Brown School Researchers Begin Low-Income Smoker Study
Brown School researchers at Washington University in St. Louis have begun work on a five-year, $3.9 million study that tests an innovative approach to help low-income smokers quit.
Matthew Kreuter, Kahn Family Professor of Public Health, is leading the effort. Amy McQueen is the study’s co-leader and co-director of the Health Communication Research Laboratory, where the research is based.
Funded by the National Cancer Institute at the National Institutes of Health (NIH), the study began in July and will recruit nearly 2,000 low-income smokers from nine states where smoking rates exceed the national average of 15%.
“There is an urgent need to get more low-income smokers engaged in activities that will help them to quit someday,” Kreuter said. “The current approach works for those who use it, but doesn’t reach nearly enough people.”
HCRL and Louisiana Healthcare Connections Announce $2.9 Million Study- Impact of Unmet Needs on Health Outcomes of Type 2 Diabetes
When a person is struggling to meet basic needs such as food, housing, childcare or transportation, their health suffers. What’s not yet known is the best way for health care organizations to address these basic needs, and whether those approaches will lead to health improvement.
The Brown School and Washington University School of Medicine in St. Louis have received a $2.9 million grant from the National Institute of Diabetes and Digestive and Kidney Diseases, part of the National Institutes of Health. The collaborative, interdisciplinary study will examine the impact of addressing unmet basic needs among Medicaid beneficiaries with diabetes.
The schools are partnering with Louisiana Healthcare Connections, a Medicaid health plan that provides coverage to more than 465,000 in the state of Louisiana.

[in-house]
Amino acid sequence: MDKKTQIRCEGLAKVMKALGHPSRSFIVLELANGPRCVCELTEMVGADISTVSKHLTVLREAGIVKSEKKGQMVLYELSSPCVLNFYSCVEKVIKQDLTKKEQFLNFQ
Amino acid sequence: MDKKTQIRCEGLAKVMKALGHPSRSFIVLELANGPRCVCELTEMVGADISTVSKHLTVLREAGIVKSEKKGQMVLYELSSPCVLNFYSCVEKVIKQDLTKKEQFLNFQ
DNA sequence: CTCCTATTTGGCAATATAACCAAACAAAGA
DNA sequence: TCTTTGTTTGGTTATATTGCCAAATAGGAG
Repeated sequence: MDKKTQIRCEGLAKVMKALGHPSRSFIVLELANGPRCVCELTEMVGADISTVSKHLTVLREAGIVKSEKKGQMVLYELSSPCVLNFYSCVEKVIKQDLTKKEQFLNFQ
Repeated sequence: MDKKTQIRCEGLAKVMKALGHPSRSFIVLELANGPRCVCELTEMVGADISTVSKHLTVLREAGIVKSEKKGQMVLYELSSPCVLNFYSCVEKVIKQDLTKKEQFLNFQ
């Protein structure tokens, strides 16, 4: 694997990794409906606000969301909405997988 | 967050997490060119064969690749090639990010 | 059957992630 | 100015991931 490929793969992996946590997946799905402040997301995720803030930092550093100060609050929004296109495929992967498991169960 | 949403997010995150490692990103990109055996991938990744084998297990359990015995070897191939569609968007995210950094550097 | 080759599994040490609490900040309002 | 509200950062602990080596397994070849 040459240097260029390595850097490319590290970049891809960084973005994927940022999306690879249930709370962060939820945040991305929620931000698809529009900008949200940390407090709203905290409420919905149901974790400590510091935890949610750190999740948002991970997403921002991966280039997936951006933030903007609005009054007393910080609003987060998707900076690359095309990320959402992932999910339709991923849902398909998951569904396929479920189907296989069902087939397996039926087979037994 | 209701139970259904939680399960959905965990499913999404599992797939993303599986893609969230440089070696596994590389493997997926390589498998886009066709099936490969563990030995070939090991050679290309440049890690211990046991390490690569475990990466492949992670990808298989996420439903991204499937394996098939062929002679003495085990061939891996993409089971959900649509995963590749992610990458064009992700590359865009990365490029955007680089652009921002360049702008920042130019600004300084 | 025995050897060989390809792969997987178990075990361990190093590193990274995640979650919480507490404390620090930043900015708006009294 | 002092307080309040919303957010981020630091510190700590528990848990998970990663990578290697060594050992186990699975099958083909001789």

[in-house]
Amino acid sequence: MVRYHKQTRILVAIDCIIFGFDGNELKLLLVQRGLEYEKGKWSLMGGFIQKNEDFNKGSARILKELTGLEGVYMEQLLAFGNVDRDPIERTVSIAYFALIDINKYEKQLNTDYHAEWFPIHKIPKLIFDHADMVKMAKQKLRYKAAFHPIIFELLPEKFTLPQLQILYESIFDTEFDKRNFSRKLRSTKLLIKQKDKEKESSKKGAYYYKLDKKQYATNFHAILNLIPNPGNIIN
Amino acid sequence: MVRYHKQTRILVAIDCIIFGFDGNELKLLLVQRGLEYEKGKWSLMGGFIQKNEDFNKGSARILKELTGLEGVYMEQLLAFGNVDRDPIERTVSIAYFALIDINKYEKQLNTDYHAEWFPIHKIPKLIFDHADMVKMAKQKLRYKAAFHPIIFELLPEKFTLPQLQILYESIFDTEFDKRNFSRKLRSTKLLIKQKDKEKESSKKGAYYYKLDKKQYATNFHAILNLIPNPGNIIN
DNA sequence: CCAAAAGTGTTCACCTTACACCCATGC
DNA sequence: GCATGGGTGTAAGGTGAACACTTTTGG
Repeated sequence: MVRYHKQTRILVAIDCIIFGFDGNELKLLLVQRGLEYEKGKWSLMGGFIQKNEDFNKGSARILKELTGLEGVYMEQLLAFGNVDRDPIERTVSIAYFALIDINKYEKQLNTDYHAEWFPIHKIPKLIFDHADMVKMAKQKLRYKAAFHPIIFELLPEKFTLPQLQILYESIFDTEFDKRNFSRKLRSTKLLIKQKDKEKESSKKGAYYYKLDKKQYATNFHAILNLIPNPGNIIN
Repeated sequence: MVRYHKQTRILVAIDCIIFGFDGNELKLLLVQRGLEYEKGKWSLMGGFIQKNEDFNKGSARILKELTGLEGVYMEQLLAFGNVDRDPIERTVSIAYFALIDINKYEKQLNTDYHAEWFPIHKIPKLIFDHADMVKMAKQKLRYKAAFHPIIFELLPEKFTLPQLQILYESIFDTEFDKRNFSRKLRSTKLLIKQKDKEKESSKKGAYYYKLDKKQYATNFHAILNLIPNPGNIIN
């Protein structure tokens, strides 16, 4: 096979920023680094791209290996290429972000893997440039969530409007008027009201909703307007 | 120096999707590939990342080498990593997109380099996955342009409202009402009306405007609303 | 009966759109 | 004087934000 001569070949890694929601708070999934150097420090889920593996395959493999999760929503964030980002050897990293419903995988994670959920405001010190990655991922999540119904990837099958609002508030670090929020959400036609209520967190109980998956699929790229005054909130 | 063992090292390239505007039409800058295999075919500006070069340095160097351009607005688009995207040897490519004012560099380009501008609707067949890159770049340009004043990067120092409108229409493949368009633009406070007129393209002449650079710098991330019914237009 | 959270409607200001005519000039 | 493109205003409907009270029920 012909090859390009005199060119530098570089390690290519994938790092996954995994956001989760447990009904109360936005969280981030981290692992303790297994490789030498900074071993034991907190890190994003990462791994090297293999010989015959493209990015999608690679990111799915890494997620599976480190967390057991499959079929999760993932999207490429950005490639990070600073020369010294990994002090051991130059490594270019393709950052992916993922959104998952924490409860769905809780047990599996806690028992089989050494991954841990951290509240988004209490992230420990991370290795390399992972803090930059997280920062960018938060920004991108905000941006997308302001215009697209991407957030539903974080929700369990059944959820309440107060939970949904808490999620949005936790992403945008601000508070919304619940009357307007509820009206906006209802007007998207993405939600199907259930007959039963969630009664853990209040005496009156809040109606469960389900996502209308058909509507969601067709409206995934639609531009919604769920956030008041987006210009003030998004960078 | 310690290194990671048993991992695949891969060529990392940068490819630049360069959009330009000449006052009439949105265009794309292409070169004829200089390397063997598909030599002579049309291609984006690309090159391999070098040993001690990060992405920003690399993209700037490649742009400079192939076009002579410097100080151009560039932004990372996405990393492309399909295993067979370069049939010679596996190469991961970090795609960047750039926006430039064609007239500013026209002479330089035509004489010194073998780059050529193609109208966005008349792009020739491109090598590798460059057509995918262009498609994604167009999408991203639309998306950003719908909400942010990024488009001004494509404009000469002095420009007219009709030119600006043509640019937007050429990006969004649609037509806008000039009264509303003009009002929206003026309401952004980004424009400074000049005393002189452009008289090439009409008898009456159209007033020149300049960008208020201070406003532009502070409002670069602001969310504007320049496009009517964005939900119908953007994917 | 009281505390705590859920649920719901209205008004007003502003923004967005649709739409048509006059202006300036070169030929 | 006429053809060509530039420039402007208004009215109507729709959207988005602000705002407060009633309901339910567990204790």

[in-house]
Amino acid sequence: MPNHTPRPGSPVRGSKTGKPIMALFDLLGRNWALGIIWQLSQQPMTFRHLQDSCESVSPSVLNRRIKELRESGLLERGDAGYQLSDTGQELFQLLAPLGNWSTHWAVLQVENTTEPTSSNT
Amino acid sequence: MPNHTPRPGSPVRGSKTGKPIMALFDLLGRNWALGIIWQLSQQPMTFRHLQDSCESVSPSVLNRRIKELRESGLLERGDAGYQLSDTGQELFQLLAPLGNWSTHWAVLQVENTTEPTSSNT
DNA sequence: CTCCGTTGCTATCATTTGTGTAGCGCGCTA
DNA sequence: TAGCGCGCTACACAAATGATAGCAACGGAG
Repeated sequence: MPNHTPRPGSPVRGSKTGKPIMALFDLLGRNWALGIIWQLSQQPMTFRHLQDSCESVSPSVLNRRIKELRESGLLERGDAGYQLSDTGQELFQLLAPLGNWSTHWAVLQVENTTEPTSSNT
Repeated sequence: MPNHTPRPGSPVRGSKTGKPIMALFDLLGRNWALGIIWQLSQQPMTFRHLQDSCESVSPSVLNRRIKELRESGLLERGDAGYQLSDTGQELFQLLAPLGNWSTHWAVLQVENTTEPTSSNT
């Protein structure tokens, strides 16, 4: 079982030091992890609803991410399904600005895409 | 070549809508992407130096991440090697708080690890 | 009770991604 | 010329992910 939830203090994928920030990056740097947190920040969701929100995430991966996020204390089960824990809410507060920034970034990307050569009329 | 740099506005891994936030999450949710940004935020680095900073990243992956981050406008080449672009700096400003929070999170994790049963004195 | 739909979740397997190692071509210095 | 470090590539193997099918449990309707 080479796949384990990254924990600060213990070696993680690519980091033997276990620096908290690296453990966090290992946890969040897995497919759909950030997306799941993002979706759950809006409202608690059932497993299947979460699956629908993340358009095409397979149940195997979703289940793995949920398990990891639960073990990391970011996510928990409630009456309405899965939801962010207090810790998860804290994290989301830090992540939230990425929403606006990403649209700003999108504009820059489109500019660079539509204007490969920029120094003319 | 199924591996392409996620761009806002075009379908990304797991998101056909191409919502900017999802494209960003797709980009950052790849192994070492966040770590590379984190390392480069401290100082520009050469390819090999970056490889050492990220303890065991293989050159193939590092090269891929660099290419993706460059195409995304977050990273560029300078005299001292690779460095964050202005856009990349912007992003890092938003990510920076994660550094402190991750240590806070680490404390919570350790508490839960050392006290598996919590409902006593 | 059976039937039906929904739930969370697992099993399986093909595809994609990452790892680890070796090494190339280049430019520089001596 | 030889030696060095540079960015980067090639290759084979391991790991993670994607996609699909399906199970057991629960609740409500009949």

The study will provide participants with a “basic needs navigator” to help them access community resources to address a wide range of unmet needs. Investigators will follow participants for one year to assess change in basic needs and management of their diabetes.
“We need effective, sustainable solutions that will improve people’s lives and their health. This study takes an important step toward meeting that goal,” said Amy McQueen, associate professor of medicine at the School of Medicine and co-principal investigator on the grant.
HCRL Receives $2.6 Million Grant To Study Smoking Cessation Programs
The Brown School’s Health Communication Research Laboratory (HCRL) at Washington University in St. Louis has received a five-year, $2.6 million grant from the National Institutes of Health (NIH) and National Cancer Institute to study ways to help low-income smokers quit smoking through specialized quitlines and helping with basic needs.
“Quitting smoking is hard, and it’s even harder if you don’t have resources and support, or if you’re worried about more urgent matters like feeding your family or where you’re going to live next month,” said Matthew Kreuter, the Kahn Family Professor of Public Health, associate dean for public health at the Brown School and senior scientist at the HCRL.
“Low-income Americans smoke more, and quit less, than other groups,” he said. “It’s not that they don’t want to quit. They do. But when they try to quit, they are more likely to use less-effective methods. We need new approaches to quitting that will work for this group,which has some unique challenges.”
Smoking in the U.S. follows a clear socio-economic gradient, Kreuter said.
“Evidence-based interventions like tobacco quitlines are designed to make effective smoking cessation services available on a population basis to all smokers, regardless of financial means,” he said. “Yet these interventions were not designed specifically for economically vulnerable populations, and therefore don’t address many of the unique challenges faced by low-income smokers. As the demographics of smoking in the U.S. continue to shift, so too must the strategies employed to control smoking — including helping smokers quit.”
The proposed study will test the effects of two innovations to help low-income smokers quit: a specialized quitline and basic needs navigation.